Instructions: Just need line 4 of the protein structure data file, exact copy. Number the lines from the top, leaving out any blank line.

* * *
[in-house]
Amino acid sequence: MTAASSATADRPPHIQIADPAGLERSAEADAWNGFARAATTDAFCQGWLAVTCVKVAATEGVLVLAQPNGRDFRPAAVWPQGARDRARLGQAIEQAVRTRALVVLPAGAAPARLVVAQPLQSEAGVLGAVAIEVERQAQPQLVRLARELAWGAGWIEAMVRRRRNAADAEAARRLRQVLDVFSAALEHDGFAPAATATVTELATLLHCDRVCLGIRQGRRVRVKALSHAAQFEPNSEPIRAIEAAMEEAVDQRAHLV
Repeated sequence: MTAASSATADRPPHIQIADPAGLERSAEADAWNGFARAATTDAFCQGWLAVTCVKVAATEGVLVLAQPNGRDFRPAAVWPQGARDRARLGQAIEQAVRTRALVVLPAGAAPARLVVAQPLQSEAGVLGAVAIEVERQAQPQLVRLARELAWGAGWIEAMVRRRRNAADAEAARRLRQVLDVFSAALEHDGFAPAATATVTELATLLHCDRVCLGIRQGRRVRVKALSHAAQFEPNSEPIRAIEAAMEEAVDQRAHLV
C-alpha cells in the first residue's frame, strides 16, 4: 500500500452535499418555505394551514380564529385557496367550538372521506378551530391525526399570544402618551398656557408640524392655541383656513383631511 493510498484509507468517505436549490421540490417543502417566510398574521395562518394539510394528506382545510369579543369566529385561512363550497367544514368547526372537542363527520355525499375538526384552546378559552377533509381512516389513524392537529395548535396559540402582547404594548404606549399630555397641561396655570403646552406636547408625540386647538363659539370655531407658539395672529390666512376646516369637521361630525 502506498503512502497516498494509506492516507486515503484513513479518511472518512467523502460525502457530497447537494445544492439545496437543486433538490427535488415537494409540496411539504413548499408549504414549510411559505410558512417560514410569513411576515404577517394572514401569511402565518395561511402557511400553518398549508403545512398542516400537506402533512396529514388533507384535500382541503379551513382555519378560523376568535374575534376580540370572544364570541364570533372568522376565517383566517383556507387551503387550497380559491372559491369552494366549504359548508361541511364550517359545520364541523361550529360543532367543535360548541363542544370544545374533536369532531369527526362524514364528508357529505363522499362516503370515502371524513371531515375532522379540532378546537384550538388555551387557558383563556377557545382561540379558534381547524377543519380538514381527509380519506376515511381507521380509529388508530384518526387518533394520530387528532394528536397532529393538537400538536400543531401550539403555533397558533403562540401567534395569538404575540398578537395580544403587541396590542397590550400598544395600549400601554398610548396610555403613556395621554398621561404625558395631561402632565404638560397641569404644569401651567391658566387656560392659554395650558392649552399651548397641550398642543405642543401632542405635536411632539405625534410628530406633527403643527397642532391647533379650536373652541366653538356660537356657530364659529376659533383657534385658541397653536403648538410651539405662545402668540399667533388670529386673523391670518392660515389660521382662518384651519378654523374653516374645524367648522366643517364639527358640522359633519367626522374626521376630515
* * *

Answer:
C-alpha cells in the first residue's frame, strides 16, 4: 500500500452535499418555505394551514380564529385557496367550538372521506378551530391525526399570544402618551398656557408640524392655541383656513383631511 493510498484509507468517505436549490421540490417543502417566510398574521395562518394539510394528506382545510369579543369566529385561512363550497367544514368547526372537542363527520355525499375538526384552546378559552377533509381512516389513524392537529395548535396559540402582547404594548404606549399630555397641561396655570403646552406636547408625540386647538363659539370655531407658539395672529390666512376646516369637521361630525 502506498503512502497516498494509506492516507486515503484513513479518511472518512467523502460525502457530497447537494445544492439545496437543486433538490427535488415537494409540496411539504413548499408549504414549510411559505410558512417560514410569513411576515404577517394572514401569511402565518395561511402557511400553518398549508403545512398542516400537506402533512396529514388533507384535500382541503379551513382555519378560523376568535374575534376580540370572544364570541364570533372568522376565517383566517383556507387551503387550497380559491372559491369552494366549504359548508361541511364550517359545520364541523361550529360543532367543535360548541363542544370544545374533536369532531369527526362524514364528508357529505363522499362516503370515502371524513371531515375532522379540532378546537384550538388555551387557558383563556377557545382561540379558534381547524377543519380538514381527509380519506376515511381507521380509529388508530384518526387518533394520530387528532394528536397532529393538537400538536400543531401550539403555533397558533403562540401567534395569538404575540398578537395580544403587541396590542397590550400598544395600549400601554398610548396610555403613556395621554398621561404625558395631561402632565404638560397641569404644569401651567391658566387656560392659554395650558392649552399651548397641550398642543405642543401632542405635536411632539405625534410628530406633527403643527397642532391647533379650536373652541366653538356660537356657530364659529376659533383657534385658541397653536403648538410651539405662545402668540399667533388670529386673523391670518392660515389660521382662518384651519378654523374653516374645524367648522366643517364639527358640522359633519367626522374626521376630515